Molecular electronics emerges as a possibility to continue the miniaturization of electronic circuits down to the lower nanometer scale. One significant challenge is the electrical connection of molecular devices by nanowires.
We present here the use of metallized microtubules as such a molecular wire. Microtubules (tube-like protein structures of 24 nm diameter; Vater et al., 1995) were metallized (Kirsch et al., 1997) and deposited on microstructured substrates (Fig. 1). Electron beam-induced deposition (EBD) was used for structuring of connecting gold lines, which wire a single microtubule to microelectrodes created by photolithography (Fig. 2) (Fritzsche et al., 1998).
The electrical characterization yielded an Ohmic behavior for the
metallized protein structure with a resistance of about 1 kOhm over a
length of several microns (Fig. 3). This bio-templating approach was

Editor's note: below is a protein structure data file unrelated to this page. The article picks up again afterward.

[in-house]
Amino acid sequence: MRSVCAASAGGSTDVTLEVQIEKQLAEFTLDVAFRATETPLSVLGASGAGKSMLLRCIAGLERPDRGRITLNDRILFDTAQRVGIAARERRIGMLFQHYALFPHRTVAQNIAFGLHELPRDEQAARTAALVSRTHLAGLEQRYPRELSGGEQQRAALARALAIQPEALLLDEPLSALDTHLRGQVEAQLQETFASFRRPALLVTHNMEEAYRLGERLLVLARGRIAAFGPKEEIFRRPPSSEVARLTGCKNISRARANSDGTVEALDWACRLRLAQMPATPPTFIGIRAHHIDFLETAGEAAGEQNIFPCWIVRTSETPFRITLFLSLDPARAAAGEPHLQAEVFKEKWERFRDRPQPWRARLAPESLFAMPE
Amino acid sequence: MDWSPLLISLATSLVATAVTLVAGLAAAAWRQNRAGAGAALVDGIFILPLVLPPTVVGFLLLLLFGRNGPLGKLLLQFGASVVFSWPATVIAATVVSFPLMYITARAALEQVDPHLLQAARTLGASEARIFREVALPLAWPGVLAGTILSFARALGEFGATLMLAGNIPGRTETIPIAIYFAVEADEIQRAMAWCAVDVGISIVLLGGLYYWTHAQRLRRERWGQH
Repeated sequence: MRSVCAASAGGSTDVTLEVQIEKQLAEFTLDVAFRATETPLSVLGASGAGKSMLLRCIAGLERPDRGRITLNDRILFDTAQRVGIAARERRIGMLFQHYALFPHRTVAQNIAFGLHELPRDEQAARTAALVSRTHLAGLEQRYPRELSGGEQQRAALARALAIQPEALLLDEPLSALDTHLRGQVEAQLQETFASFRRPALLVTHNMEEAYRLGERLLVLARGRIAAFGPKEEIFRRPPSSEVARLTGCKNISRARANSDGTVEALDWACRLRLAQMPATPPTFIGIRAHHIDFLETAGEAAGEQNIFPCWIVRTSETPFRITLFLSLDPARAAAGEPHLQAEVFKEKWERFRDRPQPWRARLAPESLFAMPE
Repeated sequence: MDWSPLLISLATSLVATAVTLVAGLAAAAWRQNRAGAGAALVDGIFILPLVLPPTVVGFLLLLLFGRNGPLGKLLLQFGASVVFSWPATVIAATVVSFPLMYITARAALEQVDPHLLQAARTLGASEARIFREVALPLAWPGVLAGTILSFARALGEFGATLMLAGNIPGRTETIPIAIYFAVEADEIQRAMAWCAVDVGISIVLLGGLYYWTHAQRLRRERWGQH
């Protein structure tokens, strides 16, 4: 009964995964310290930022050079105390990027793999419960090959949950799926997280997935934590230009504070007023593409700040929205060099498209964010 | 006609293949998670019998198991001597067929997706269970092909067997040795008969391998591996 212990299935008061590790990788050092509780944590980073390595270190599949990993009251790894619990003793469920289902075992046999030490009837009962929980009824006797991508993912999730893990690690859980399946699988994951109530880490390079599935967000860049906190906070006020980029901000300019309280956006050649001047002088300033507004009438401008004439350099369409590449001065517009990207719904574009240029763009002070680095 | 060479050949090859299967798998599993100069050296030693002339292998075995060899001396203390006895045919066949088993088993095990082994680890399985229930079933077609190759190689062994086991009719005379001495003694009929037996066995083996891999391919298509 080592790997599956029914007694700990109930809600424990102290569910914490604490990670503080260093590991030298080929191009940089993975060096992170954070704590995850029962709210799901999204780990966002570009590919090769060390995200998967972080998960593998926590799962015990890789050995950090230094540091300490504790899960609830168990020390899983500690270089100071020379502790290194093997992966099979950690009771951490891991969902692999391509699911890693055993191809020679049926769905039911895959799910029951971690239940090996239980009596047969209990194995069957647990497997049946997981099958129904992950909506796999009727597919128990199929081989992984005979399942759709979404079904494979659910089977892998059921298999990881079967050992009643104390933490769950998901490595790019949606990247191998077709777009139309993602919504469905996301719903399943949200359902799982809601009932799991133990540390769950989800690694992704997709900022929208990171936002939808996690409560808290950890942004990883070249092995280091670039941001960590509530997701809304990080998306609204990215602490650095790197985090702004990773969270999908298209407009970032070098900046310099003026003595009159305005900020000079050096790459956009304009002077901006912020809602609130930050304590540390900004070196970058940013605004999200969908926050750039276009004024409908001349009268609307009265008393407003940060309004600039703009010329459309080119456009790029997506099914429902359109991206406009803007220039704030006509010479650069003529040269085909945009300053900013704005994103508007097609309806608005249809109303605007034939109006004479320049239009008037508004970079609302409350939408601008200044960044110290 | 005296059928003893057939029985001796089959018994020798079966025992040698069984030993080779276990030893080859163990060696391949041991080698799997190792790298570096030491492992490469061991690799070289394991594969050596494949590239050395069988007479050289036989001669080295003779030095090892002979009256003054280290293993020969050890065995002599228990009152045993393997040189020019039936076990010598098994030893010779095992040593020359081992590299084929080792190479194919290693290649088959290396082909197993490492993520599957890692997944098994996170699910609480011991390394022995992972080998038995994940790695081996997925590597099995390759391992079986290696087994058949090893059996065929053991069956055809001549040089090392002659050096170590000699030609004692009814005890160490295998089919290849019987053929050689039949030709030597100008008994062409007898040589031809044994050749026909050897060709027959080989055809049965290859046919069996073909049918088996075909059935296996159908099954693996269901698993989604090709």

extended to other biomolecules (e.g., DNA); and electrical measurements on
DNA-based nanowires will be presented.
Fig. 1: Metallized microtubules deposited on a
Fig. 2: A thin gold coating is applied to the microtubules prior to structuring of contacts by means of electron beam deposition (EBD). Bar = 5 micrometer. a) Gold-coated substrate. b) Substrate after writing of EBD-lines (arrows), which mask the gold in a subsequent dry-etching step.
Fig. 3: Electrical mesurement on a metallized microtubule.
Kirsch, R., Mertig, M., Pompe, W., Wahl, R., Sadowske, G. and Unger,
E. (1997). Thin solid films, 305, 248-253. Three-dimensional metallization
Vater, W., Fritzsche, W., Schaper, A., Böhm, K. J., Unger, E. and
Jovin, T. M. (1995). J. CellSci., 108, 1063-1069. Scanning force microscopy
of microtubules and polymorphic tubulin assemblies in air and in liquid
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